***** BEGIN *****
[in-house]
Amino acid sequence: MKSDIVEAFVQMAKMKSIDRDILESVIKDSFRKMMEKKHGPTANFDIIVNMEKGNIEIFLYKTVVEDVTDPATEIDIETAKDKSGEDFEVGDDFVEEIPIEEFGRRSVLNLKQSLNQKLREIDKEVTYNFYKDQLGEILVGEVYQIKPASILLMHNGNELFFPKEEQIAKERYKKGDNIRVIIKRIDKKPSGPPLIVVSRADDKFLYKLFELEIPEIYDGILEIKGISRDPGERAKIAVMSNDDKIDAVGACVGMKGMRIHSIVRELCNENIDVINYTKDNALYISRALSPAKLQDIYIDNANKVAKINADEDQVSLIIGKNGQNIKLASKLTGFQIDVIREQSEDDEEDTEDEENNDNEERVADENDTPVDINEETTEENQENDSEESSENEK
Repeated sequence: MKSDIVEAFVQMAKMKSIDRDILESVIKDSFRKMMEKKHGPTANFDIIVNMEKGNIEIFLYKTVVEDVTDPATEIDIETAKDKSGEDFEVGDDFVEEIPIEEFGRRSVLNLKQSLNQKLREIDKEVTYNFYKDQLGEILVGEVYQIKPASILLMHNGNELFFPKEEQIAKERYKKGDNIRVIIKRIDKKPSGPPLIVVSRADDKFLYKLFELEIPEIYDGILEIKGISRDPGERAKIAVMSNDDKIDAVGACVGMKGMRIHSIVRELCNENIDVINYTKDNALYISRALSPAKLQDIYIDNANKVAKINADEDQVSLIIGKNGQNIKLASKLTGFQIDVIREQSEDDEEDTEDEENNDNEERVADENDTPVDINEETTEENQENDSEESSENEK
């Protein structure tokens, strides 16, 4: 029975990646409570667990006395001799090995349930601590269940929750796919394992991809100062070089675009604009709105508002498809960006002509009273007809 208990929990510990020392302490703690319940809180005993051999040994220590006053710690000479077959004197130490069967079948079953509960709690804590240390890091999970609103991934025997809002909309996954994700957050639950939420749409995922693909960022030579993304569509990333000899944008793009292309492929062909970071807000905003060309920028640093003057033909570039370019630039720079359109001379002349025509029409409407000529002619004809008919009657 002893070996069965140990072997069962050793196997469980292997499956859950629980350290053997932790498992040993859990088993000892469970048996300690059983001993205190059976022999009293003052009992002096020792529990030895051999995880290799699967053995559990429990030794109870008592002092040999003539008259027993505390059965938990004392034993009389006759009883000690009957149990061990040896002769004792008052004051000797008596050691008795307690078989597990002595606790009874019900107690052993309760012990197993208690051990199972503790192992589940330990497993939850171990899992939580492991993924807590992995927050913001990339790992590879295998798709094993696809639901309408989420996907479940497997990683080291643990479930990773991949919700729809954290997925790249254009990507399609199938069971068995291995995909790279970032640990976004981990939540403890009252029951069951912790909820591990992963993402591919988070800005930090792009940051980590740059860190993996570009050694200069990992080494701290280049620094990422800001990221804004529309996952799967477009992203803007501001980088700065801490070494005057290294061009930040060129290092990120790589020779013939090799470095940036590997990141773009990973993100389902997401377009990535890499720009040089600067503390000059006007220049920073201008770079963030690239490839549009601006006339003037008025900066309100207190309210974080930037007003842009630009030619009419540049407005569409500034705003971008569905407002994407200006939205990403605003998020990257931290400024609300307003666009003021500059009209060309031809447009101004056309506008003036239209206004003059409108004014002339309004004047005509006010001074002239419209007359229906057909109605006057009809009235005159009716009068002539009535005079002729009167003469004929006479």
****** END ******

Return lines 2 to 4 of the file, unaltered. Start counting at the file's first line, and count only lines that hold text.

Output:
Amino acid sequence: MKSDIVEAFVQMAKMKSIDRDILESVIKDSFRKMMEKKHGPTANFDIIVNMEKGNIEIFLYKTVVEDVTDPATEIDIETAKDKSGEDFEVGDDFVEEIPIEEFGRRSVLNLKQSLNQKLREIDKEVTYNFYKDQLGEILVGEVYQIKPASILLMHNGNELFFPKEEQIAKERYKKGDNIRVIIKRIDKKPSGPPLIVVSRADDKFLYKLFELEIPEIYDGILEIKGISRDPGERAKIAVMSNDDKIDAVGACVGMKGMRIHSIVRELCNENIDVINYTKDNALYISRALSPAKLQDIYIDNANKVAKINADEDQVSLIIGKNGQNIKLASKLTGFQIDVIREQSEDDEEDTEDEENNDNEERVADENDTPVDINEETTEENQENDSEESSENEK
Repeated sequence: MKSDIVEAFVQMAKMKSIDRDILESVIKDSFRKMMEKKHGPTANFDIIVNMEKGNIEIFLYKTVVEDVTDPATEIDIETAKDKSGEDFEVGDDFVEEIPIEEFGRRSVLNLKQSLNQKLREIDKEVTYNFYKDQLGEILVGEVYQIKPASILLMHNGNELFFPKEEQIAKERYKKGDNIRVIIKRIDKKPSGPPLIVVSRADDKFLYKLFELEIPEIYDGILEIKGISRDPGERAKIAVMSNDDKIDAVGACVGMKGMRIHSIVRELCNENIDVINYTKDNALYISRALSPAKLQDIYIDNANKVAKINADEDQVSLIIGKNGQNIKLASKLTGFQIDVIREQSEDDEEDTEDEENNDNEERVADENDTPVDINEETTEENQENDSEESSENEK
């Protein structure tokens, strides 16, 4: 029975990646409570667990006395001799090995349930601590269940929750796919394992991809100062070089675009604009709105508002498809960006002509009273007809 208990929990510990020392302490703690319940809180005993051999040994220590006053710690000479077959004197130490069967079948079953509960709690804590240390890091999970609103991934025997809002909309996954994700957050639950939420749409995922693909960022030579993304569509990333000899944008793009292309492929062909970071807000905003060309920028640093003057033909570039370019630039720079359109001379002349025509029409409407000529002619004809008919009657 002893070996069965140990072997069962050793196997469980292997499956859950629980350290053997932790498992040993859990088993000892469970048996300690059983001993205190059976022999009293003052009992002096020792529990030895051999995880290799699967053995559990429990030794109870008592002092040999003539008259027993505390059965938990004392034993009389006759009883000690009957149990061990040896002769004792008052004051000797008596050691008795307690078989597990002595606790009874019900107690052993309760012990197993208690051990199972503790192992589940330990497993939850171990899992939580492991993924807590992995927050913001990339790992590879295998798709094993696809639901309408989420996907479940497997990683080291643990479930990773991949919700729809954290997925790249254009990507399609199938069971068995291995995909790279970032640990976004981990939540403890009252029951069951912790909820591990992963993402591919988070800005930090792009940051980590740059860190993996570009050694200069990992080494701290280049620094990422800001990221804004529309996952799967477009992203803007501001980088700065801490070494005057290294061009930040060129290092990120790589020779013939090799470095940036590997990141773009990973993100389902997401377009990535890499720009040089600067503390000059006007220049920073201008770079963030690239490839549009601006006339003037008025900066309100207190309210974080930037007003842009630009030619009419540049407005569409500034705003971008569905407002994407200006939205990403605003998020990257931290400024609300307003666009003021500059009209060309031809447009101004056309506008003036239209206004003059409108004014002339309004004047005509006010001074002239419209007359229906057909109605006057009809009235005159009716009068002539009535005079002729009167003469004929006479």